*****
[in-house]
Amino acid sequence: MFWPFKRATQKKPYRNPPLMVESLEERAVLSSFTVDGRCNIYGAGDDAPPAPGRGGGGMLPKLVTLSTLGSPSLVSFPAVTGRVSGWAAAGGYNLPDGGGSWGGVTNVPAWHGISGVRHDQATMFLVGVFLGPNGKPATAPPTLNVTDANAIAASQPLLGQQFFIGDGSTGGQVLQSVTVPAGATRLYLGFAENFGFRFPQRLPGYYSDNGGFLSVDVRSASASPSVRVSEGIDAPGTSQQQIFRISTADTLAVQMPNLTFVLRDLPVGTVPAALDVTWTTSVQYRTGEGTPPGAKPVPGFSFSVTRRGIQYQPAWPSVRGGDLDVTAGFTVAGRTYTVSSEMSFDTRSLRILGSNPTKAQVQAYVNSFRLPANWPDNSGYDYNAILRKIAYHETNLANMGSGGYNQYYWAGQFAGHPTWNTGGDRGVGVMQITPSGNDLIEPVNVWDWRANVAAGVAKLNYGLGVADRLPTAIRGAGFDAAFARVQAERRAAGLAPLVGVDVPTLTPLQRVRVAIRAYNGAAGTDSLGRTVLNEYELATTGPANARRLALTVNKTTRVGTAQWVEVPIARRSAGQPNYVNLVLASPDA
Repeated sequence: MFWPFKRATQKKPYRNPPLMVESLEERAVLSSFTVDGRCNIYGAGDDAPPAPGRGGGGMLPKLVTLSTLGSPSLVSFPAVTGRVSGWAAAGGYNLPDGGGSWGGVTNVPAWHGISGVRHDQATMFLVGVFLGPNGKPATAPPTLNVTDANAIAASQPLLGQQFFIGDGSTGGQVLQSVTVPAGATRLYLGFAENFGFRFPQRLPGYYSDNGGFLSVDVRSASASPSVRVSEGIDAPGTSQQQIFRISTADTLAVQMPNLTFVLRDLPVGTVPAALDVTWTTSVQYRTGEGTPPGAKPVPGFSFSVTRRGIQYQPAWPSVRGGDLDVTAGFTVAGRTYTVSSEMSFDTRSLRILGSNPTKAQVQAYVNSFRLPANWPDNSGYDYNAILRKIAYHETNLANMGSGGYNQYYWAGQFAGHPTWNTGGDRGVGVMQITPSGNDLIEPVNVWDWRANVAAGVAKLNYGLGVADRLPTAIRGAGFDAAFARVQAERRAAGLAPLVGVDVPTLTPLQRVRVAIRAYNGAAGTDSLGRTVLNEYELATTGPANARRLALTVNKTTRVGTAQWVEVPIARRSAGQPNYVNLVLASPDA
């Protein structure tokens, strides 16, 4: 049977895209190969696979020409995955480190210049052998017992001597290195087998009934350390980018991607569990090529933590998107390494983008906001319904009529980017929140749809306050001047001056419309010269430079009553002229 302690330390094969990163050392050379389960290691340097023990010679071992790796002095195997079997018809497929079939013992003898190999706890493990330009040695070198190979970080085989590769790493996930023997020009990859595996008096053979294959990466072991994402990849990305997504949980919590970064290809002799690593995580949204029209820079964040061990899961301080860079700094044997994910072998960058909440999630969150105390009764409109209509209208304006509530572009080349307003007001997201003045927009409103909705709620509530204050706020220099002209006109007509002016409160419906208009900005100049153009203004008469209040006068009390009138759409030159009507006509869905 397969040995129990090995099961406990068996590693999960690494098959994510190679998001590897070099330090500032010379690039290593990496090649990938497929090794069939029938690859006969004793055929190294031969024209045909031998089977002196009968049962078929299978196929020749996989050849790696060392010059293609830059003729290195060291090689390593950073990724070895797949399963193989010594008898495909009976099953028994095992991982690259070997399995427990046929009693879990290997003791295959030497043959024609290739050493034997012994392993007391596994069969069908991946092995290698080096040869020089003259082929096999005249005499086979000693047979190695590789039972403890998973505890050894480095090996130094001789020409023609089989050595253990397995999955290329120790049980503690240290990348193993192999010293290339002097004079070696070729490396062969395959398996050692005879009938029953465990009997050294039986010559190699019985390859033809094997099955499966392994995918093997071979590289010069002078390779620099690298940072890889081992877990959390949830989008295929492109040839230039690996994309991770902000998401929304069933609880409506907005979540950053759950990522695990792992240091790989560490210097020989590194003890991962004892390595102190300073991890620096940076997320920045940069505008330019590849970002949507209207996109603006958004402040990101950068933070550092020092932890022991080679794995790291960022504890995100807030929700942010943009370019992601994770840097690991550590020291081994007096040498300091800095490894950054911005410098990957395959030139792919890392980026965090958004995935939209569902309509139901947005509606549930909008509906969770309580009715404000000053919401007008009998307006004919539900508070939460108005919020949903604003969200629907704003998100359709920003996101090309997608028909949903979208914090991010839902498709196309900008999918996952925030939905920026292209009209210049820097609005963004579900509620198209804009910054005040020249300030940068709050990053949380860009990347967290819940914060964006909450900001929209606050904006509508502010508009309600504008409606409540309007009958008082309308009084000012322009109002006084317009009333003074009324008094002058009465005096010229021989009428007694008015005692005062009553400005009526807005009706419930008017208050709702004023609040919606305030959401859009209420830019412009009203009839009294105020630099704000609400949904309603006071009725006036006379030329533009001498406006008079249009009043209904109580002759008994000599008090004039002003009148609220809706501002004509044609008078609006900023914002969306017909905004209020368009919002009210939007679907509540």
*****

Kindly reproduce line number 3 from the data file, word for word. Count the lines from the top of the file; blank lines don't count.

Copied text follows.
Repeated sequence: MFWPFKRATQKKPYRNPPLMVESLEERAVLSSFTVDGRCNIYGAGDDAPPAPGRGGGGMLPKLVTLSTLGSPSLVSFPAVTGRVSGWAAAGGYNLPDGGGSWGGVTNVPAWHGISGVRHDQATMFLVGVFLGPNGKPATAPPTLNVTDANAIAASQPLLGQQFFIGDGSTGGQVLQSVTVPAGATRLYLGFAENFGFRFPQRLPGYYSDNGGFLSVDVRSASASPSVRVSEGIDAPGTSQQQIFRISTADTLAVQMPNLTFVLRDLPVGTVPAALDVTWTTSVQYRTGEGTPPGAKPVPGFSFSVTRRGIQYQPAWPSVRGGDLDVTAGFTVAGRTYTVSSEMSFDTRSLRILGSNPTKAQVQAYVNSFRLPANWPDNSGYDYNAILRKIAYHETNLANMGSGGYNQYYWAGQFAGHPTWNTGGDRGVGVMQITPSGNDLIEPVNVWDWRANVAAGVAKLNYGLGVADRLPTAIRGAGFDAAFARVQAERRAAGLAPLVGVDVPTLTPLQRVRVAIRAYNGAAGTDSLGRTVLNEYELATTGPANARRLALTVNKTTRVGTAQWVEVPIARRSAGQPNYVNLVLASPDA